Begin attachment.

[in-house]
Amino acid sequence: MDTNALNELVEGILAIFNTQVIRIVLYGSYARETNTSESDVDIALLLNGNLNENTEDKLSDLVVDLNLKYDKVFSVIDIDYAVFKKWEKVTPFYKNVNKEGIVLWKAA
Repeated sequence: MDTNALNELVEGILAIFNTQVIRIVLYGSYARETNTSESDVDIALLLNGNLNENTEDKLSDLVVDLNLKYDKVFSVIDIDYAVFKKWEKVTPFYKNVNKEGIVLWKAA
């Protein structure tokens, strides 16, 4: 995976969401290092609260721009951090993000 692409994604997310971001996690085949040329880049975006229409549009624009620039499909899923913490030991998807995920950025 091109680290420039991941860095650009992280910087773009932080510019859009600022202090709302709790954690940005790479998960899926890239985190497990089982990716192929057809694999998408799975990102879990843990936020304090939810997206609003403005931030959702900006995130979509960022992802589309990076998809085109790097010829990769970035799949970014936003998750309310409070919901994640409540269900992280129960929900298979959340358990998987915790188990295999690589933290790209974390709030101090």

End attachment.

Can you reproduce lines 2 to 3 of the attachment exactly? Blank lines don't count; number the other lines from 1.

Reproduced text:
Amino acid sequence: MDTNALNELVEGILAIFNTQVIRIVLYGSYARETNTSESDVDIALLLNGNLNENTEDKLSDLVVDLNLKYDKVFSVIDIDYAVFKKWEKVTPFYKNVNKEGIVLWKAA
Repeated sequence: MDTNALNELVEGILAIFNTQVIRIVLYGSYARETNTSESDVDIALLLNGNLNENTEDKLSDLVVDLNLKYDKVFSVIDIDYAVFKKWEKVTPFYKNVNKEGIVLWKAA